Interview with Joe Pompeo - BLOOD AND INK

Interview with Joe Pompeo - BLOOD AND INK

In this interview, Joe and I discuss Blood and Ink, timing the publication of his book with the 100th year anniversary of the crime, the birth of tabloid journalism, his long-term interest in historical true crime, his research and the documents that he helped uncover about the case, how the title and cover came about, our fascination with true crime, and much more.

In this interview, Joe and I discuss Blood and Ink, timing the publication of his book with the 100th year anniversary of the crime, the birth of tabloid journalism, his long-term interest in historical true crime, his research and the documents that he helped uncover about the case, how the title and cover came about, our fascination with true crime, and much more.

Joe's recommended reads are:

  1. American Demon by Daniel Stashower
  2. The House of the Vampire by George Sylvester Viereck

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[00:11] Cindy: You are listening to the Thoughts From a Page podcast, which is a member of the Evergreen Podcasts Network. My name is Cindy Burnett, and I love to talk about books with anyone and everyone. While listening to my podcast, you will hear author interviews, behind-the-scenes conversations about various aspects of the publishing world, themed discussions with other book lovers, and more. For more book recommendations and a complete list of all of my interviews, check out my website, and follow me on Facebook and Instagram at @thoughtsfromapage. In 2022, I would love for you to join my Patreon group. I offer at least two bonus episodes a month and a monthly advanced read and pre-publication author chat. For those on Facebook, I host a special Patreon Facebook group where we all chat books. Thanks so much to those who already participate, and I hope you will consider joining us. Today I am chatting with Joe Pompeo about Blood and Ink. Joe is a correspondent at Vanity Fair who previously worked at publications including Politico and the New York Observer. His writing has also appeared in the New York Times, the Columbia Journalism Review, and many other outlets. He lives in Montclair, New Jersey with his wife and children. I hope you enjoy our conversation. Welcome, Joe. How are you today?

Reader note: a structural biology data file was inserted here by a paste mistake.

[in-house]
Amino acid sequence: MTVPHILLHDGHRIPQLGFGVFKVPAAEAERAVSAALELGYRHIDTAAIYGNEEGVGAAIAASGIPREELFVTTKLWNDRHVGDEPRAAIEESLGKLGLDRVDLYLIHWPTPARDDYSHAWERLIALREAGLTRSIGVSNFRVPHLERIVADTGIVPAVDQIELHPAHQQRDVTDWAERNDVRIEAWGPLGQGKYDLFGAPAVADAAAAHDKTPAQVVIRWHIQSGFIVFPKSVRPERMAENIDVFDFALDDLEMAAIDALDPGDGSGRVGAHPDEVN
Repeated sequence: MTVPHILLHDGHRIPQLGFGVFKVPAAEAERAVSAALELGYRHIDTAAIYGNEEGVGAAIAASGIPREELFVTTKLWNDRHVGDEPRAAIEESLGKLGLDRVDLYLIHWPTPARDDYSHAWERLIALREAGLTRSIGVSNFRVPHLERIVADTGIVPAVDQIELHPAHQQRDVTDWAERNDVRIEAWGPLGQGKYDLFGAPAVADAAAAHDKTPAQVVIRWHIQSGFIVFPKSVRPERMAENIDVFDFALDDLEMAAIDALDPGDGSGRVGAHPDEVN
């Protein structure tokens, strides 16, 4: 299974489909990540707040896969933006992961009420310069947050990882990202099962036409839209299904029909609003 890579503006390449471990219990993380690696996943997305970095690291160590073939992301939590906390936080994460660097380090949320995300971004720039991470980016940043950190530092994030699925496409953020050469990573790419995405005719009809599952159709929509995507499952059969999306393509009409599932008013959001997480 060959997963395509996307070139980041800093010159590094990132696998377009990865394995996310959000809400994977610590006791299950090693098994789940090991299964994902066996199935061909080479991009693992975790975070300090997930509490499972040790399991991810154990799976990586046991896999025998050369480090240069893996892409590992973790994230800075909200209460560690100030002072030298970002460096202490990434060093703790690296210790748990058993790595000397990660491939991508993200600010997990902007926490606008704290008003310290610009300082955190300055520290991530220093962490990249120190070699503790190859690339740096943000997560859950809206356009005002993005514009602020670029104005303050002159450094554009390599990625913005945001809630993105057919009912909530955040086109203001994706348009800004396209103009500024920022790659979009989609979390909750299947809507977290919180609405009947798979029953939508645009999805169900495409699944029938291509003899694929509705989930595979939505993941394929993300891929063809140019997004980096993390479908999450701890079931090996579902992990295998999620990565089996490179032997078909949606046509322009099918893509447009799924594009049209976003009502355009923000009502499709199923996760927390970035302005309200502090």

[01:25] Joe: I'm good, thank you.

[01:26] Cindy: I'm so glad you're here to talk about Blood and Ink.

[01:29] Joe: I'm happy to be here to talk about Blood and Ink.

[01:32] Cindy: Well, let's start out with you giving me a quick synopsis for those that won't have read it yet.

[01:36] Joe: So the really quick synopsis is this is a Roaring 20s murder mystery about a prominent minister who was murdered with his choir singer mistress in central New Jersey in 1922, which set off a massive local scandal and also gigantic national media circus and a bewildering investigation into this double murder. It's a story with a lot of rich, eccentric characters. And it's also a story about the birth of American tabloid media and American tabloid culture, which was rising at the same time in the early 1920s and ended up playing a direct role in sort of influencing the course of this case as it played out over four years. It's a complex mystery and there's a lot of twists and turns, but that's sort of the most basic bird's eye view summary I think I can give.

[02:40] Cindy: I was so curious to hear your quick summary because there are a lot of characters and there are a lot of storylines, and so I was like, how is he going to summarize all of this?

[02:48] Joe: I know it's hard and I always get tripped up, but doing a lot of these interviews, I think I'm getting a little better at giving the elevator pitch without just recycling my jacket copy from the book.

[03:00] Cindy: Yeah, you could just pull it out and read it.

[03:02] Joe: Yeah.

[03:02] Cindy: And your book came out in September, timed with the 100th anniversary of the killings. Correct?

[03:07] Joe: Yeah. So the book came out on September 13, and the 100th anniversary of the murders was actually September 14. They took place on September 14, 1922. So it was very lucky that I was able to get this story ready for this itinerary of this crime. The bodies were found on September 16, 1922. So I think that's kind of more I think that's kind of what the date that you probably use as the official it's the beginning of the story and the beginning of the mystery. But yeah, really, you know, my publication date was just a day off from the actual 100th anniversary of the day that these two characters, Edward Hall and Eleanor Mills, were killed 100 years ago.

[03:50] Cindy: That's kind of crazy. You were able to time it that close?

[03:53] Joe: We were. And originally, it kind of just worked out that way. I started working on the book in the fall of 2018, and originally we were talking about publishing it maybe in the spring of 2022 or summer 2022, but obviously everything got pushed back because of the pandemic. And I think every writer who had a book going during that time got, like, an extension, and then publishing schedules were all backed up. So when we were finally getting close to finishing the manuscript and looking at a date, we were pretty much right on schedule. It just kind of turned out to be a really a really good stroke of luck.